Facts are unnecessary. That's the sad truth of the media today. Nothing you see can be trusted. News isn't about information, it's about entertainment. Bias isn't just tolerated, it's expected. We get partisan nonsense barking rhetoric and catch phrases, and people eat it up. Left versus Right. White versus Black. What gets solved? Absolutely nothing.
You know what I find to be the most absorbing news program? The Daily Show. How sad is that? That my most trusted source of news is a comedian? You know why? Not because it's left leaning(it is), not because I find it funny(it most certainly is), but because, as a comedian, Jon Stewart can present the truth. Comedy comes from two places: absurdity and frustration. The Simpsons is funny because it is silly. Jon Stewart is funny because he points out the emperor's lack of clothes. As Neil Gaiman once wrote, "It is a fool's prerogative to utter truths that no one else will speak."
How depressing that in this age of information, a time when we can conduct research that just a few years ago might take hours(if not days), we cannot separate fact from fiction! How pathetic that people believe the opinion of a relative stranger as hard fact. Even worse, we cannot see the difference between the two. We simply accept the first idea presented to us as immutable truth, and belittle anyone who might think differently. We call ourselves adults, and yet we still think like children.
Just hours ago on Fox News — a "news" outlet known in many circles to be biased, partisan, and confrontational — aired a panel "discussion" regarding Mass Effect, a game recently released for the Xbox 360. They declare it to be a virtual sex simulator; even declaring it "shows full digital nudity and sex." Horrifying! Except that it isn't, and it doesn't. No one on the panel, save the token video game journalist, has ever played the game. Which begs the question: who played it? Who at Fox News sat down for thirty-plus hours and completed the game? I'm betting no one. Which makes me wonder if people are aware of a different pastime: the telephone game. I can see the horrified calls along the Conservative Christian Network: "There's a video game that's all about sex, purple monkey dishwasher!"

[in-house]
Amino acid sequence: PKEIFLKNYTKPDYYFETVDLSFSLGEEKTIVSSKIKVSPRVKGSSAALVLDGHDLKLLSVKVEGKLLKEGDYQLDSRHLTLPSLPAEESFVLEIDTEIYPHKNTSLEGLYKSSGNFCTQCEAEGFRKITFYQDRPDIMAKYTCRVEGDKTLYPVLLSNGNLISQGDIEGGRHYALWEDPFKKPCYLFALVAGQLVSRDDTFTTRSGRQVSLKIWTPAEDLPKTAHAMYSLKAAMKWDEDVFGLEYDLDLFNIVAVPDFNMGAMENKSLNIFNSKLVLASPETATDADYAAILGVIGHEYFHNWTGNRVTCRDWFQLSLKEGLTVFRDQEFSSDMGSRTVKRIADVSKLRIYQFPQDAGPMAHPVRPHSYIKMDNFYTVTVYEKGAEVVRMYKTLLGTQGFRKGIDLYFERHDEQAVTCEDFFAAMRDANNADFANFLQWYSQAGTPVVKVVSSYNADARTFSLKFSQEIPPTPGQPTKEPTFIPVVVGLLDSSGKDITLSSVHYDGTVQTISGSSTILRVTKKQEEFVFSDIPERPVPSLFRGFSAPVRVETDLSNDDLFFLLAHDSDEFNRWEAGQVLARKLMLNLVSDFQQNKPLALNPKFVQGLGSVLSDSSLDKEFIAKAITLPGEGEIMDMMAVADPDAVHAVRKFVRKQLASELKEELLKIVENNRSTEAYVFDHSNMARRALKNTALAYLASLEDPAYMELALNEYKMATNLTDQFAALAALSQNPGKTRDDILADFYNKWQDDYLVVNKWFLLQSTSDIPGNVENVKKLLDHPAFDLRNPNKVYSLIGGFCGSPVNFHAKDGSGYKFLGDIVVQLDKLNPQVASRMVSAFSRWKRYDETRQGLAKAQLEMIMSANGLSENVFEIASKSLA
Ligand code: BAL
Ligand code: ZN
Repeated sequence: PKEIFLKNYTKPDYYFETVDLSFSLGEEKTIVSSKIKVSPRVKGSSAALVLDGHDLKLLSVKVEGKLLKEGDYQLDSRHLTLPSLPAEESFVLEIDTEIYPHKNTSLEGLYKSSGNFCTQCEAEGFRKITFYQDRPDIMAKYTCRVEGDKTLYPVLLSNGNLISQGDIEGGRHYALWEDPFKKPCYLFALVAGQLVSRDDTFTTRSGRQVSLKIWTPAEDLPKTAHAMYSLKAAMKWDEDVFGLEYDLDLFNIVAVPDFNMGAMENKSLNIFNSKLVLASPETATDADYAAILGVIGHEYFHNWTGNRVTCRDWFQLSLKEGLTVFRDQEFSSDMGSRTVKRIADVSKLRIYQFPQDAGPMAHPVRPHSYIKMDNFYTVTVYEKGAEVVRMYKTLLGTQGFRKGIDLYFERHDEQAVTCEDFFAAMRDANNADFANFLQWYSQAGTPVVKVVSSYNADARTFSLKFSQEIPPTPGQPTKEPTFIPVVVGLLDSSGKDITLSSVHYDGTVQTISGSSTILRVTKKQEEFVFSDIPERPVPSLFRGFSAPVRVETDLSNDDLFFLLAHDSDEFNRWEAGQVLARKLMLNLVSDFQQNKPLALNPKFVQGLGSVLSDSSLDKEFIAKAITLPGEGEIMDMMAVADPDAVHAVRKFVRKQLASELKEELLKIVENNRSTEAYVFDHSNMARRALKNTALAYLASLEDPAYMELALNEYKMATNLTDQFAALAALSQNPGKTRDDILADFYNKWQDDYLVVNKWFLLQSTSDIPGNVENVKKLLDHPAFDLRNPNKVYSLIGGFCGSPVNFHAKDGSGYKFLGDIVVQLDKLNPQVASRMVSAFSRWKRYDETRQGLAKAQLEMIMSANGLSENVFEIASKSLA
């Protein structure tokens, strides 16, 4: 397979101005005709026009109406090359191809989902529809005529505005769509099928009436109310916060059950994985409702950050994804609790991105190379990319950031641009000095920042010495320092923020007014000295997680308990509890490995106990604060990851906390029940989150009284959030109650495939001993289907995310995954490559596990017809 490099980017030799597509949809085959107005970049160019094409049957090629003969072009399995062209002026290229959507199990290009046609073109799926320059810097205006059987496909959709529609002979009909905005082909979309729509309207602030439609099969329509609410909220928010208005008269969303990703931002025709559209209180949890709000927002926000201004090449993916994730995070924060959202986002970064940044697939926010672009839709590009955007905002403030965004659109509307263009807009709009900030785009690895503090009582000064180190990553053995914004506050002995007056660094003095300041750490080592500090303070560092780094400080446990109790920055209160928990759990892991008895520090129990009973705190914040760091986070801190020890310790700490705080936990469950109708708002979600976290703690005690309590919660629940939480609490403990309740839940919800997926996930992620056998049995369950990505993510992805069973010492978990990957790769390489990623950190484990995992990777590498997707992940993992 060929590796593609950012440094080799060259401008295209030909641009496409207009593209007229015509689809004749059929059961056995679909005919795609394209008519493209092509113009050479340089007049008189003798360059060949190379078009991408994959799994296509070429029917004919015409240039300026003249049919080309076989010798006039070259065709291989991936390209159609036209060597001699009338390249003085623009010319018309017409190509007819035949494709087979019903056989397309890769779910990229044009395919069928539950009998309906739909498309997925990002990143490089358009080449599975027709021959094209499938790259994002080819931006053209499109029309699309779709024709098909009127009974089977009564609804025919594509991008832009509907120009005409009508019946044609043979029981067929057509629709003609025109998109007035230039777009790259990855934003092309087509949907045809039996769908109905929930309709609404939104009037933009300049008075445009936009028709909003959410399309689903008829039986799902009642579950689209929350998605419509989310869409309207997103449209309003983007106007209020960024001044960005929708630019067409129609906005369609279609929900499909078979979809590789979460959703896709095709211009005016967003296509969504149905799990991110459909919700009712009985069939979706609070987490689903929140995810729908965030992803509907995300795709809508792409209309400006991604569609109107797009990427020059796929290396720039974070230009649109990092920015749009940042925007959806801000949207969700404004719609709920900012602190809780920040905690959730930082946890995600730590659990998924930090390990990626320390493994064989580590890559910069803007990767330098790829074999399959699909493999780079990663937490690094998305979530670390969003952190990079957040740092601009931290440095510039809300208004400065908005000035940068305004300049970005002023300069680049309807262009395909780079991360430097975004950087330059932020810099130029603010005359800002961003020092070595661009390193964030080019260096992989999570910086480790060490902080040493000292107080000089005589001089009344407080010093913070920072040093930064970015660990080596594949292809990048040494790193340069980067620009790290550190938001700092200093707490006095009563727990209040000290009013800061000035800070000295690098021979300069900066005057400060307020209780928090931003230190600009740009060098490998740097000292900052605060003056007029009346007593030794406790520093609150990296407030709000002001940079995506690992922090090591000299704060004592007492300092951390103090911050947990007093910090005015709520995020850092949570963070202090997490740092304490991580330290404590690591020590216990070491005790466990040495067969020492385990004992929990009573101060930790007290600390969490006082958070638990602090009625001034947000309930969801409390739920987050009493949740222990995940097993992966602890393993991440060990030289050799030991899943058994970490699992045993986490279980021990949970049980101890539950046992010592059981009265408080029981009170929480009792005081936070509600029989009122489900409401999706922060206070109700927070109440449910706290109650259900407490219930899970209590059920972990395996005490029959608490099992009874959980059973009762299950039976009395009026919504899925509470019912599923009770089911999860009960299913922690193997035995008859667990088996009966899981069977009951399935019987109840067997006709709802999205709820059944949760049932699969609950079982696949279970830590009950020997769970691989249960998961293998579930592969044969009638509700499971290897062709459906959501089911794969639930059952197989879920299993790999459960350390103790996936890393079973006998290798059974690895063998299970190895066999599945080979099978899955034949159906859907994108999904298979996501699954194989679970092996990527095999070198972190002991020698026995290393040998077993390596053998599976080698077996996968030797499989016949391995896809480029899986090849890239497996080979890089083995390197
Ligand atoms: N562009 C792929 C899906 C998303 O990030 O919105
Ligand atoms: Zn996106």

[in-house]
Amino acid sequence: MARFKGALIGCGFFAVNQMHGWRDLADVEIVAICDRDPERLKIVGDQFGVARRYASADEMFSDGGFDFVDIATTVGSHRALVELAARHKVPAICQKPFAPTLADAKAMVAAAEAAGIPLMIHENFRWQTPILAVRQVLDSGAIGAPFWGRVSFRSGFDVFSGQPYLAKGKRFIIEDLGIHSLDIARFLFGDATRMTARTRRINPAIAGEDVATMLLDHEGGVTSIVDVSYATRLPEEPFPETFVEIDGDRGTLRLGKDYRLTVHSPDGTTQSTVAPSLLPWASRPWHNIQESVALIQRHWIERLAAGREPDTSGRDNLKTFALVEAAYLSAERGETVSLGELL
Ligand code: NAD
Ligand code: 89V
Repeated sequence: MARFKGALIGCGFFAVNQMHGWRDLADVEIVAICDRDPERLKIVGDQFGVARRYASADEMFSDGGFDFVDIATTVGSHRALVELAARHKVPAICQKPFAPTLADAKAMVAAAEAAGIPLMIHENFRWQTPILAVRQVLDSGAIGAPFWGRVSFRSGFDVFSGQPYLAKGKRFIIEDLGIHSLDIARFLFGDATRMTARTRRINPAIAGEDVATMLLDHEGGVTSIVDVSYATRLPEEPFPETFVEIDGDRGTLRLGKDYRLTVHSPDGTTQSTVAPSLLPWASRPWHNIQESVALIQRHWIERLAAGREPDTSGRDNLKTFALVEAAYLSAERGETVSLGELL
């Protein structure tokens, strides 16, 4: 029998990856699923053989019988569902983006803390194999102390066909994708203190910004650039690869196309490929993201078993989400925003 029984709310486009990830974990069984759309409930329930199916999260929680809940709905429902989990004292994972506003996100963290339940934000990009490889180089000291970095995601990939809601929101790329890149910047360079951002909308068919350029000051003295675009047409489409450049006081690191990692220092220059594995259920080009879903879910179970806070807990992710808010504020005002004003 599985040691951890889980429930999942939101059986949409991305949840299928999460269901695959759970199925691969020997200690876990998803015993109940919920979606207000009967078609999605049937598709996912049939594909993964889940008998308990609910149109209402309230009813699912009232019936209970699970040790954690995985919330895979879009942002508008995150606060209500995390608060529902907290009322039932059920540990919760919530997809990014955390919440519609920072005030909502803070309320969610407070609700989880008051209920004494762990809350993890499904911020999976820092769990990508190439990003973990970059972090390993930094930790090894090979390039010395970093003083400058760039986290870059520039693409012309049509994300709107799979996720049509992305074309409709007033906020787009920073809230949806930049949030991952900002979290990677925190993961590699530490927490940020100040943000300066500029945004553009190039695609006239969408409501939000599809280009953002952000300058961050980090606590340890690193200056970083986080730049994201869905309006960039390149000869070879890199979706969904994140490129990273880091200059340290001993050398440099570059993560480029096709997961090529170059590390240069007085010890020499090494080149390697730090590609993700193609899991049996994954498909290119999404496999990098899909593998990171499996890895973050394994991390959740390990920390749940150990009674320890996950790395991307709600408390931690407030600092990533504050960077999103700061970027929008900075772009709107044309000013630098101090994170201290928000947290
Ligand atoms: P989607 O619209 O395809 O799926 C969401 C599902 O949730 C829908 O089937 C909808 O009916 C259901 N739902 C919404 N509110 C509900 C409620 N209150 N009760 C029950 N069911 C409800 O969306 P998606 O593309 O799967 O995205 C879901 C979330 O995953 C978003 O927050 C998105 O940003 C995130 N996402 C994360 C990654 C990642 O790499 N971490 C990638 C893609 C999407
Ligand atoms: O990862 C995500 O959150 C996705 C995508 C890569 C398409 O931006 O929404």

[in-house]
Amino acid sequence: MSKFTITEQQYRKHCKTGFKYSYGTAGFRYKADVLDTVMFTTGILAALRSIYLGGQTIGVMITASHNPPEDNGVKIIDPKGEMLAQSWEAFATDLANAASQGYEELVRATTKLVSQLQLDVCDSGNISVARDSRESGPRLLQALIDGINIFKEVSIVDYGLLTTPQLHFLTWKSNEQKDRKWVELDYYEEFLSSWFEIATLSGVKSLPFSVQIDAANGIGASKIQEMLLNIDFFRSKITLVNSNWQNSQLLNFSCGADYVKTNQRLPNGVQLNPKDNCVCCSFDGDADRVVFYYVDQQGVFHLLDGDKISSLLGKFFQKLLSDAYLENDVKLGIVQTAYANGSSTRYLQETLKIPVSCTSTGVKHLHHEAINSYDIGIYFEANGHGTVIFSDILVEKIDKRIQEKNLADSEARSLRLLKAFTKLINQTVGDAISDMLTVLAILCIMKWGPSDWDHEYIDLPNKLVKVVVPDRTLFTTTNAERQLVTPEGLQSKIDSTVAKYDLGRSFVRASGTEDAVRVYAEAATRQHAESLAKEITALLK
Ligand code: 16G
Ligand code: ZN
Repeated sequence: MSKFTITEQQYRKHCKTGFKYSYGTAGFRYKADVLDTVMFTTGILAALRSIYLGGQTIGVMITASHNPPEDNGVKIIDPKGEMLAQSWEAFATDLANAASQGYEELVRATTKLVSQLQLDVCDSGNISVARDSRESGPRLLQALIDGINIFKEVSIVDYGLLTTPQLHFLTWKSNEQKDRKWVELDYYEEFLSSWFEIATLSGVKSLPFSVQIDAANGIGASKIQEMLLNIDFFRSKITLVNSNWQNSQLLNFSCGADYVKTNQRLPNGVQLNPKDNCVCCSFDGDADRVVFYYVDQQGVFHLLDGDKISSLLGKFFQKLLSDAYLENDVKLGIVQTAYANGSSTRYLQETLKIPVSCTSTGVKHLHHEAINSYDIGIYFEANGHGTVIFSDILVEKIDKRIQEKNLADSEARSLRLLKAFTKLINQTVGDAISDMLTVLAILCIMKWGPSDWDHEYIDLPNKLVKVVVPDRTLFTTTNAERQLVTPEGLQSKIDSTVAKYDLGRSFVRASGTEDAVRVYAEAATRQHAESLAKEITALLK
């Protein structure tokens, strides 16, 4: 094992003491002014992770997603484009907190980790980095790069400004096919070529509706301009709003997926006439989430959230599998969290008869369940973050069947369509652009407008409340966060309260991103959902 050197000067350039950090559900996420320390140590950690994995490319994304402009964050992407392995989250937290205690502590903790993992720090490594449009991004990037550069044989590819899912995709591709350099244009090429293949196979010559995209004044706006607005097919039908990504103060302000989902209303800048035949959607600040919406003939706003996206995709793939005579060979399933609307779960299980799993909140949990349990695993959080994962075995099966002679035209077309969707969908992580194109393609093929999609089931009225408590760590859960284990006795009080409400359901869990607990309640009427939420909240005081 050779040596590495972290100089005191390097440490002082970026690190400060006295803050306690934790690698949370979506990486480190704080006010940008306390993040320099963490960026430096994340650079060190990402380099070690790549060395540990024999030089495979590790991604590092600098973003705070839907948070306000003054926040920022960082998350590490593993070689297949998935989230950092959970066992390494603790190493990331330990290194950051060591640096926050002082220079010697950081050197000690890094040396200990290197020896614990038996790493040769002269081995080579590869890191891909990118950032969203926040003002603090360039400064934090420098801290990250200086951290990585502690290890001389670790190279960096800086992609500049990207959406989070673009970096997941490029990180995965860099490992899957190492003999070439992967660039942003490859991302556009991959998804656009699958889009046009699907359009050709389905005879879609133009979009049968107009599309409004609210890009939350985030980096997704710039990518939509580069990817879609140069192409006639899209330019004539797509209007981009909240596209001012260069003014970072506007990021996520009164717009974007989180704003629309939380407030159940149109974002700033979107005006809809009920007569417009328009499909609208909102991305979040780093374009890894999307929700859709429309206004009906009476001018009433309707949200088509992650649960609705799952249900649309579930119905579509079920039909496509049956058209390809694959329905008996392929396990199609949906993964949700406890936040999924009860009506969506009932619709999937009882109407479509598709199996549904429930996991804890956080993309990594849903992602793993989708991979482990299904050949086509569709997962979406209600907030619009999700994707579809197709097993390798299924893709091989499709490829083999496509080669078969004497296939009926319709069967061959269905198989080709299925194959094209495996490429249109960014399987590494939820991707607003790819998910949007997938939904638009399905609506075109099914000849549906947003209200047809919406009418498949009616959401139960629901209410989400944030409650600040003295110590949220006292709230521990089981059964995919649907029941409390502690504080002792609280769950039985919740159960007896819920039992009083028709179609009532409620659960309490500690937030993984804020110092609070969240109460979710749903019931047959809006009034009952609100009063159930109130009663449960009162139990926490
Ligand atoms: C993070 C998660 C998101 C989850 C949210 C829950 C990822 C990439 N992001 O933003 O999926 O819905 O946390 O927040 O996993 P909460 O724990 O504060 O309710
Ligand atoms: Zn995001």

Instead of intelligent discourse or time-consuming research, we are treated to an off-the-cuff roundtable featuring fear-mongering and blame-throwing. People complaining about having to be parents (hint: in real life, just like in the game, sex is optional. Wish someone had told you that sooner), about how video games will destroy the innocence of latchkey children, and that this game is, in fact, "Luke Skywalker meets Debbie Does Dallas." Is this out-of-touch, ignorant panel a sampling of conservative americans? I start to wonder, have they all emerged from bomb shelters, like Brendan Fraser in the classic film, Blast from the Past? As if in response, a panelist asks: "Whatever happened to Pac-Man?" The same thing that happened to the "Where's the Beef?" Lady. I long for the halcyon days where ten year-olds didn't wear g-strings and shirts that propositioned sex, but that's just me. I get that the world moves on, I shake my head, and I get on with my life. Apparently they didn't get the memo when their parents tried to keep them from listening to the Grateful Dead.
"It's up to parents," a panelist notes, "to control what their children are seeing."
"It is, unfortunately," notes the moderator, "and it makes being a parent a much harder job than it used to be."
I didn't realize parenting was simple before modern video games. I'll have to call my mom and let her know she got off easy.